Faith, God

Do we fear man more than we fear God?

In a world where power, money and recognition mean so much to most people, it is not surprising that they are more fearful of those who appear to have control over such things than God. The image of a kind and merciful God also makes Him less fearful than the evil and cruel princes of this world.

However, Jesus taught: “Do not be afraid of those who kill the body but cannot kill the soul. Rather, be afraid of the One who can destroy both soul and body in hell.” (Matt 10:28; Luke 12:5) Jesus’ teaching tells us not to conform our lives to appease people around us, but rather to follow God’s commandments and counsels (Acts 5:29). If one dies at the hands of men or society, it is only a temporary death. If God deems a person unworthy to be in His kingdom or if a person chooses not to be part of God’s kingdom, the person will be separated from God for eternity.

Examples of the fear of man more than God can be found everywhere in Scripture, this includes early Christian leaders. Let us take a look at some of these examples so that we can learn how their encounters with God helped to change their lives.

Let us start with Abram, the founding father of the Jewish nation of Israel. Abram had not yet come to an adequate grasp of the power of God to provide and to protect him, even in spite of His promise in Genesis 12:1-3. When there was a famine in the land of Canaan, Abram feared that God could not provide for him, and so he fled from the land of promise to the land of Egypt (Gen. 12:10). Once in Egypt, Abram began to fear for his life because his wife Sarai was beautiful. He sought to protect himself by deceitfully telling the Egyptians she was his sister (and therefore eligible for marriage), not his wife (Gen. 12:11-13). Graciously, God delivered Abram in spite of his weaknesses. It was only when Abram came to a more complete trust in God that he could offer up his son (his security in the ancient world) in faith, trusting in God to provide and protect (Gen. 22).

Let us move on to one of Abraham’s descendants, King David. David’s actions in fleeing to Achish from Saul were not at all commendable (see 1 Samuel 21). We need not make any effort to excuse or explain them. From our own experience we can readily understand why David would act in the way he did. David, under the pressure of the pursuit of Saul, had begun to weaken in his fear of the Lord and had come to fear men instead (in particular, Achish). This led to acts of deception for it was more important to David in his present state of heart to satisfy Achish than to please God.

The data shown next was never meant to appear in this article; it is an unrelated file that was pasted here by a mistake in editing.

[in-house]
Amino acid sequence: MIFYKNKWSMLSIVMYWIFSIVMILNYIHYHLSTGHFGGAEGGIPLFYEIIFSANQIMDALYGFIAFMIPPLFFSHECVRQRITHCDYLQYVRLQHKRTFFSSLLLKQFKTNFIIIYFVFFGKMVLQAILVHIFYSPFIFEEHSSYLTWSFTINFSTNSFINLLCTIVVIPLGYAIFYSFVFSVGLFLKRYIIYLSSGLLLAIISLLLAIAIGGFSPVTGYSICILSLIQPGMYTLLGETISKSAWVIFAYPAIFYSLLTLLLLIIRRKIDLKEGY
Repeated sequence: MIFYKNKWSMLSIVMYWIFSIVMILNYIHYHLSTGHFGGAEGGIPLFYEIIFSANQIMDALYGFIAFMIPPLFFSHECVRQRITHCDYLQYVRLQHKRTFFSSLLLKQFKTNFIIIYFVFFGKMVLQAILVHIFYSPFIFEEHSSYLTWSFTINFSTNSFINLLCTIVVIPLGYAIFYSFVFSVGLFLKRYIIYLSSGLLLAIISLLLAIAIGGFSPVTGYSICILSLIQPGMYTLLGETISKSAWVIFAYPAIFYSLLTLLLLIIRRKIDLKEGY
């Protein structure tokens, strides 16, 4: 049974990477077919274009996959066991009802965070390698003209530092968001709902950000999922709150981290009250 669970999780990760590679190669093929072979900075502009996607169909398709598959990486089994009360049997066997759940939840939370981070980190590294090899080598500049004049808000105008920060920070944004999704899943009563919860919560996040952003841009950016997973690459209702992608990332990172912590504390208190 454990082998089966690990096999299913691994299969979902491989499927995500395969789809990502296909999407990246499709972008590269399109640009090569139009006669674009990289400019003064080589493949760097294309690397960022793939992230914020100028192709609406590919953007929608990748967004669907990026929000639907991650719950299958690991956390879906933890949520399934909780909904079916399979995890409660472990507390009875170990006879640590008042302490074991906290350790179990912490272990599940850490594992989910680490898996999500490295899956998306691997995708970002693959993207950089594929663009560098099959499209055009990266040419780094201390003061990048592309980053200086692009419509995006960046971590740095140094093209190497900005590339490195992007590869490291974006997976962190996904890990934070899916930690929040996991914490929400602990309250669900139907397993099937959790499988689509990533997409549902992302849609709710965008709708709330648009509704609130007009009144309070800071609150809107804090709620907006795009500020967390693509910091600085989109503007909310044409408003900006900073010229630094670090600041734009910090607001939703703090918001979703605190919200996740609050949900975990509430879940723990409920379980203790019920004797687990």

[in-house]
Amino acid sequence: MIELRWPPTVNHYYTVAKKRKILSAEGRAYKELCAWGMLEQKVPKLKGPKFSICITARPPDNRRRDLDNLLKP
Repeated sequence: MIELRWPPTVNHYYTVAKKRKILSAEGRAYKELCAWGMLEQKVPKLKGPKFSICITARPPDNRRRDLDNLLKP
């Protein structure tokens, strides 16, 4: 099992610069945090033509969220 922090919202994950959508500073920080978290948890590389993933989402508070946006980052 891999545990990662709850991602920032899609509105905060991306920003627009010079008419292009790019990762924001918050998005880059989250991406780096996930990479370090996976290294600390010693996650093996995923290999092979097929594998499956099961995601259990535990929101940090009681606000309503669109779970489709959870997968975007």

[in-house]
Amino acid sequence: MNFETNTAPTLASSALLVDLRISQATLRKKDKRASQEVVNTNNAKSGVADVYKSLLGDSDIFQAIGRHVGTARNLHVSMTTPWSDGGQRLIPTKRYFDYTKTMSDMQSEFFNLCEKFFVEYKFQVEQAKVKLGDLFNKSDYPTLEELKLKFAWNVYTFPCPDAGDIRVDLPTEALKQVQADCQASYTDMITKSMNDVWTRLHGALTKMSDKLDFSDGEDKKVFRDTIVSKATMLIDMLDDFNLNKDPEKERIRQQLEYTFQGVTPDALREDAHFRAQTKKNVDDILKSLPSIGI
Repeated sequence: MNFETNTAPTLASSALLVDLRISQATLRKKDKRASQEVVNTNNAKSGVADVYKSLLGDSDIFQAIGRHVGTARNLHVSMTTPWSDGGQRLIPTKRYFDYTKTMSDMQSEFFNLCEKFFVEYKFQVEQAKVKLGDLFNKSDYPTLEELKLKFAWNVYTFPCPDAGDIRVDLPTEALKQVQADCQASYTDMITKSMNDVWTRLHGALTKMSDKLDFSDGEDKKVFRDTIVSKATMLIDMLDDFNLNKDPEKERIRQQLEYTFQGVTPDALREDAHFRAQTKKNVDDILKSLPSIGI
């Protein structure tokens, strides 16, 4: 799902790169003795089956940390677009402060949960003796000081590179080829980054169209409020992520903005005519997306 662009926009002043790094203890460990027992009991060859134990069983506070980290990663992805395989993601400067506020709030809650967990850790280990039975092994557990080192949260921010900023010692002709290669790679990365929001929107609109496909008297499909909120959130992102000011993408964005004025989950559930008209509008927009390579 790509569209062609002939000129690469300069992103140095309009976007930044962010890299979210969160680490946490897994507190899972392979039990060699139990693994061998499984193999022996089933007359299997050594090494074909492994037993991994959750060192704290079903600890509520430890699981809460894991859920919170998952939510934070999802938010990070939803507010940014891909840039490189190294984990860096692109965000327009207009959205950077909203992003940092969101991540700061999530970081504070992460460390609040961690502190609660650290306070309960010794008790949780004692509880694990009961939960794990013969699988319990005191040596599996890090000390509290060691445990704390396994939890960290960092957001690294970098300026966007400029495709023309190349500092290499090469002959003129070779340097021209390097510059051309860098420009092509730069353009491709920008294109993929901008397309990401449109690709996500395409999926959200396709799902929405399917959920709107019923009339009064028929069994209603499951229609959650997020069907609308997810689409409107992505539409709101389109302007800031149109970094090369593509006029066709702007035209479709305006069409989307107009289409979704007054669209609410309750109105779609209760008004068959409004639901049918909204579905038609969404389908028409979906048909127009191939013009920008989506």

David fled to the Philistines because he didn’t believe God could spare his life any other way. His actions were based upon pragmatism rather than on principle. He was willing to make an alliance with Israel’s enemies in order to feel safe and secure. The Philistines who once fled from David, the warrior of Israel (1 Sam. 17:50-52), were now David’s allies to whom he looked for protection from Saul. In order to win Achish’s favour, David convinced him that he was conducting raids upon Israelite towns, while actually he was attacking the Geshurites, the Girzites, and the Amalekites (27:8-12). David even told Achish that he would fight with him against the Israelites (28:1-2) which it appeared he was willing to do until a protest was raised by the Philistine commanders (29:1-5).

These events provide a backdrop for David’s predicament in 1 Samuel 21. In all previous incidents, violence and deception seem to have been more the rule than the exception. In continued flight from Saul, David left Judah for Gath, the home town of Goliath (1 Sam. 17:4,23) and one of the five principle cities of the Philistines (cf. Josh. 13:3; 1 Sam. 6:17; 17:52). David apparently wished to remain anonymous, but such hopes were futile. He was soon recognized as the rightful king of Israel and a great military hero about whom songs were sung by the Israelite women (1 Sam. 21:11). These things were all reported to Achish, king of Gath.